If you work in a field related to probability theory you most certainly have already come across the concentration of measure phenomenon: ‘a function that depends on many independent variables, but not too much on any one of them, is almost constant’. This extremely strong statement can be made formal in various ways, the most basic one being the Hoeffding inequality (and its well-known generalization the Mc Diarmid’s inequality). However in many applications Mc Diarmid’s inequality is too weak: the resulting bound does not account for the variance, and the assumption on the underlying function is very stringent. Fortunately one can go far beyond Mc Diarmid’s inequality, and this is explored in depth in the new book (published a few weeks ago!) ‘Concentration Inequalities‘, by Stéphane Boucheron, Gábor Lugosi and Pascal Massart.

I have read an early draft of the book during my postdoc with Gábor, and I strongly recommend it to anyone who is even just remotely interested in probabilistic phenomenons. The first 100 pages form a gentle introduction to the subject and they contain indispensable results for Machine Learners and alike. Then Chapter 5-6-7 are (in my opinion) the core of the book: they masterfully describe results that were always a bit daunting to me, including the geometrical point of view on the concentration of measure. This is where I stopped my first reading two years ago, but now that I have the book in my hands I realize that this is only the first half of it!!! I have started to read the second half, and right now I am having a lot of fun with influences and monotone sets ;).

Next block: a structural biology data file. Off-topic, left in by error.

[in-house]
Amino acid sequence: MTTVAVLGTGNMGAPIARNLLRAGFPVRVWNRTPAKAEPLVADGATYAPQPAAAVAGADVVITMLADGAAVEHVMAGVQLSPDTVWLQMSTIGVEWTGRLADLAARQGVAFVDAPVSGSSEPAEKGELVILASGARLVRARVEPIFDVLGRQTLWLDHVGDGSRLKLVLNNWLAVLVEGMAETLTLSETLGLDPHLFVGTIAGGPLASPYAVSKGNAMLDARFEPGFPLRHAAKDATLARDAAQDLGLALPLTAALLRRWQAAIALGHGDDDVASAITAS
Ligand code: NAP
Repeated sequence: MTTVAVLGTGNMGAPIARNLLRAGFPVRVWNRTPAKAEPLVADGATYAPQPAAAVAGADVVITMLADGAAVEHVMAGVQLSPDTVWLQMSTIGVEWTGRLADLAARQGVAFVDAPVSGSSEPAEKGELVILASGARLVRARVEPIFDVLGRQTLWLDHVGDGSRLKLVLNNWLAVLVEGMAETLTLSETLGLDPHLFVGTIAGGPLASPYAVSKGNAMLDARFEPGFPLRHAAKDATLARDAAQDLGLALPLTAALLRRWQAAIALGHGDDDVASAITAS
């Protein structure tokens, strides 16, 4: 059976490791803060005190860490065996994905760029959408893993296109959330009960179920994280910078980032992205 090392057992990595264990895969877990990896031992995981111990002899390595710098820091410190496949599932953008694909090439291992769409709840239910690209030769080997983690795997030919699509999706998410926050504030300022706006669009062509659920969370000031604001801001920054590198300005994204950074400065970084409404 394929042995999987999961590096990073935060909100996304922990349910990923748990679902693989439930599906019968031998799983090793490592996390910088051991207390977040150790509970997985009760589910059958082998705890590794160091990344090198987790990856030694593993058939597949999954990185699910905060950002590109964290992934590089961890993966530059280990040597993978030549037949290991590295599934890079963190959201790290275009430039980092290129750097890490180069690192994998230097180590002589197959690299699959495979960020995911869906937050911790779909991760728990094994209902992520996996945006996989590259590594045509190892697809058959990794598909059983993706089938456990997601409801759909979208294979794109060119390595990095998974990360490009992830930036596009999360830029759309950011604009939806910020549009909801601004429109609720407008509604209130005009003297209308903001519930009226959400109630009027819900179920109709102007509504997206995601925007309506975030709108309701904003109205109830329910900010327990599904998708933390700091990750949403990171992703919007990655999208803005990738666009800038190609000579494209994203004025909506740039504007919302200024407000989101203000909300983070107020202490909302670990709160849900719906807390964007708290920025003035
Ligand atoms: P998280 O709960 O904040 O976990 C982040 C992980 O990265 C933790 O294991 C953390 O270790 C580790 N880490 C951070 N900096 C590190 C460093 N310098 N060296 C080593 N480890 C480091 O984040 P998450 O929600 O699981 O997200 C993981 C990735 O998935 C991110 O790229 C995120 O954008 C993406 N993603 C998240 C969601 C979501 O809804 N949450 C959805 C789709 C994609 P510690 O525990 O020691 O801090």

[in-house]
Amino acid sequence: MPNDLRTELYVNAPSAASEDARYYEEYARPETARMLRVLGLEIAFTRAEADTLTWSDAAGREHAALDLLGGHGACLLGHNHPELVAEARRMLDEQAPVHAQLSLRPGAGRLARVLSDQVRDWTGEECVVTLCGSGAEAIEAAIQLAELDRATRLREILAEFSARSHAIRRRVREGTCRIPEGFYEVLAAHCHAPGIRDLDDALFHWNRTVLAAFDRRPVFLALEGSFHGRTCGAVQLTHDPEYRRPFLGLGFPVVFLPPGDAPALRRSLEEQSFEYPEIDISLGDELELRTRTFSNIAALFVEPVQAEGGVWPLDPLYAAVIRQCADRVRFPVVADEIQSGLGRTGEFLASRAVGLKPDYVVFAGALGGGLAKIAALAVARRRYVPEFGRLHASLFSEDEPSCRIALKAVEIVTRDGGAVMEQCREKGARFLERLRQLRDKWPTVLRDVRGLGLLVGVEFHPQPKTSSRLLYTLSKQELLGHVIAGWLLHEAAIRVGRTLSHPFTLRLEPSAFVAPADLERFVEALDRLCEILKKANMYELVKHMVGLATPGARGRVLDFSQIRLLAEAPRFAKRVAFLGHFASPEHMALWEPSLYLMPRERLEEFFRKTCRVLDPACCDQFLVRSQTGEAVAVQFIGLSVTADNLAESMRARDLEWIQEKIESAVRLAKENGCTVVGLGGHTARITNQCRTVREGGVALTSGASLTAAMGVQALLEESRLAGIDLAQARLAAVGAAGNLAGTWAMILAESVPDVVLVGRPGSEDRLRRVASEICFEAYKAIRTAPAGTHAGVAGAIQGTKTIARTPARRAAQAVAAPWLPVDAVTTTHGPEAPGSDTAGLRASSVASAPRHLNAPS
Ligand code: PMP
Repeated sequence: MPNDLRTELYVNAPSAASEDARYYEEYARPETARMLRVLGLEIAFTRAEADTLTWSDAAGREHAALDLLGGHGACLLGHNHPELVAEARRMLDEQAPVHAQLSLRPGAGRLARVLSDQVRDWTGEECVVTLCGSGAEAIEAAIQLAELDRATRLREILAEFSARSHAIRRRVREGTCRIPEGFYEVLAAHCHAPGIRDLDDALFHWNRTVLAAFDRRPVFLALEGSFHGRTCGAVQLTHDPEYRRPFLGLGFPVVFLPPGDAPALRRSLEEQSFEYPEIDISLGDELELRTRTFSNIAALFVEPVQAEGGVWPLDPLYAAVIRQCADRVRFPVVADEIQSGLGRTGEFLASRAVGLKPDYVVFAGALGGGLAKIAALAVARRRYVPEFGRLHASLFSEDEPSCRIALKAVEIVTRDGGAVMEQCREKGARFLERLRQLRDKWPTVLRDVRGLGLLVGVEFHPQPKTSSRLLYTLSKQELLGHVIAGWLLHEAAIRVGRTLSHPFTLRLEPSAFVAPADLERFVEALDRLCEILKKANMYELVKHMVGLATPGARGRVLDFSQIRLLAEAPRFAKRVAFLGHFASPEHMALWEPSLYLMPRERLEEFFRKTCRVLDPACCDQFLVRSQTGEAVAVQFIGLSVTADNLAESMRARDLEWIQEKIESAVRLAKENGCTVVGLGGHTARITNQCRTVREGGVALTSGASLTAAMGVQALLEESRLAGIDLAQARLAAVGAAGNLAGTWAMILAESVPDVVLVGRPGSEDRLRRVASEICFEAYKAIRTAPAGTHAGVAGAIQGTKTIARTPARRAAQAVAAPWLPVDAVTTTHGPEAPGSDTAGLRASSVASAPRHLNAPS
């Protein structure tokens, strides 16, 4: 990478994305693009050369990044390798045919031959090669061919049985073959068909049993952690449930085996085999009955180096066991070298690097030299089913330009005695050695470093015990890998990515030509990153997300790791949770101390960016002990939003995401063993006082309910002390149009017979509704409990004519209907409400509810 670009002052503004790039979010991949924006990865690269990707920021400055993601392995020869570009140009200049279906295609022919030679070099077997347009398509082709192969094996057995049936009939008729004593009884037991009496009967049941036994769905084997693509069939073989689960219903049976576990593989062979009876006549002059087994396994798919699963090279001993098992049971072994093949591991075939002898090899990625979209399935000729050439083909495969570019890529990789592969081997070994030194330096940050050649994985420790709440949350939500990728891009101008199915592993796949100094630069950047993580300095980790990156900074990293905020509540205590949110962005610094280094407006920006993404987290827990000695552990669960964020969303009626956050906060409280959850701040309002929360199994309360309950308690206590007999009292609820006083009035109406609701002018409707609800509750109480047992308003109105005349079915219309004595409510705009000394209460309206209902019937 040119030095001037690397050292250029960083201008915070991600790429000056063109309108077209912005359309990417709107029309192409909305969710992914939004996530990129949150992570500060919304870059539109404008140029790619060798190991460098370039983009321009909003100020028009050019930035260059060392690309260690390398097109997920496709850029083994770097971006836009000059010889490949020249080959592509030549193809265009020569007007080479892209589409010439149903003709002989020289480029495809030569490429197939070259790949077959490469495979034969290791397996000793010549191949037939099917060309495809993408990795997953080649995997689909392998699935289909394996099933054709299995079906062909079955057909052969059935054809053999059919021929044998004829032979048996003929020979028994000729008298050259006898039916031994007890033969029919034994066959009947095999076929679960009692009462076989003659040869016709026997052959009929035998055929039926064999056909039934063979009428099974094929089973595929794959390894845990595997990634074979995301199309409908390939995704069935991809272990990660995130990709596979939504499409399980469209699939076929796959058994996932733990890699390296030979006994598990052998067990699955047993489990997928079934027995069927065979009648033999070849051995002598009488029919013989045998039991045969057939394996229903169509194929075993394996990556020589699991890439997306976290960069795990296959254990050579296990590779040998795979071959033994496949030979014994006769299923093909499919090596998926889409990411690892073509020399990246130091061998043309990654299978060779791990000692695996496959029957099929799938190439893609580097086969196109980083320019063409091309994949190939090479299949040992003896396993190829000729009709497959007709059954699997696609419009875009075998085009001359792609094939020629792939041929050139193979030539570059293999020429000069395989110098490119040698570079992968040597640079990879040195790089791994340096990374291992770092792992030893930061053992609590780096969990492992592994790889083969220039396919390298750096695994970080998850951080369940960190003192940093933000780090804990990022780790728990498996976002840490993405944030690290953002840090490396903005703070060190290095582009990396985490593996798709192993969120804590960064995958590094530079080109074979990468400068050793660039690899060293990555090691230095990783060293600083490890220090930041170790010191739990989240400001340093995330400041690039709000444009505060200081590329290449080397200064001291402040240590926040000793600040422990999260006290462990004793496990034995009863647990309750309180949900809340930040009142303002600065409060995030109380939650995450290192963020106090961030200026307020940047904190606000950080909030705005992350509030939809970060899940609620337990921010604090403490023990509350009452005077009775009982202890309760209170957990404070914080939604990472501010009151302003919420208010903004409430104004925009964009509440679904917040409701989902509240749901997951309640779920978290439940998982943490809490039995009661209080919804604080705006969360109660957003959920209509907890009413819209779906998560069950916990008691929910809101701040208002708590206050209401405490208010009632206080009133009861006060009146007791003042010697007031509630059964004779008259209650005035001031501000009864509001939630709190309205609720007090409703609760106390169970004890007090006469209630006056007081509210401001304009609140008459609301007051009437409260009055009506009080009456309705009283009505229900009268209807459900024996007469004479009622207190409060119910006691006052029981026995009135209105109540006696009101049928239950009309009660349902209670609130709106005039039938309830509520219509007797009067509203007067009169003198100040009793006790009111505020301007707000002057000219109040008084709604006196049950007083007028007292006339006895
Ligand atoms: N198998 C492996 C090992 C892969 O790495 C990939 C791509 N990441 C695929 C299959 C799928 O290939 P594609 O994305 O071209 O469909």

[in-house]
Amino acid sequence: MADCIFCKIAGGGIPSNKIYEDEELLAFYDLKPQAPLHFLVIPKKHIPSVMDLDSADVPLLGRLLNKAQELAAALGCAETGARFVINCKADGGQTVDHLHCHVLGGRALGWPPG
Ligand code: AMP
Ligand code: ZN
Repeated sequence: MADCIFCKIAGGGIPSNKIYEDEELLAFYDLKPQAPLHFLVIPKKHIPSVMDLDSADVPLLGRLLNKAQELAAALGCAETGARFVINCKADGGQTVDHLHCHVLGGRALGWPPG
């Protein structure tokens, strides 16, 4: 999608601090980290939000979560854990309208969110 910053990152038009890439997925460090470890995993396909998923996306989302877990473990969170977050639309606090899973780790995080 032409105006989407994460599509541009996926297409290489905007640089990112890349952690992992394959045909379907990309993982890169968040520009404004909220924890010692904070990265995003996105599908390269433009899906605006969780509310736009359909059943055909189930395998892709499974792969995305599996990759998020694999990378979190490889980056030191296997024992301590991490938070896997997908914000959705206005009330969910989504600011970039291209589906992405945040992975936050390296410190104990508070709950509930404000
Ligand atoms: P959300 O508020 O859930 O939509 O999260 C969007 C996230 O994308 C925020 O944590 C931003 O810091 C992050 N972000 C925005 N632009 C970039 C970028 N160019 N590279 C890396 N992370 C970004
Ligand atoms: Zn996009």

## By Michael Damron April 23, 2014 - 5:08 pm

I have read parts of this book and it is fantastic. It is extremely easy to read and gives great intuition.

## By Christos Dimitrakakis April 16, 2013 - 3:48 pm

Alright, then that’s definitely worth taking a look at. Thanks for pointing it out!

## By Christos Dimitrakakis April 16, 2013 - 10:55 am

Oh, interesting. I have a book by Ledoux which I found to give a really nice but quite dense overview (at least the parts I read through). In fact I found the presentation at some points to be almost opaque. It covers a lot of the same material. Have you ever taken a look at that?

## By Sebastien Bubeck April 16, 2013 - 2:02 pm

Yes of course, in fact this is what I refer to when I talk about ‘results that were always a bit daunting to me’. The book by Boucheron, Lugosi and Massart is definitely easier to read than the book of Ledoux (I think it is mainly because the targeted audiences are different).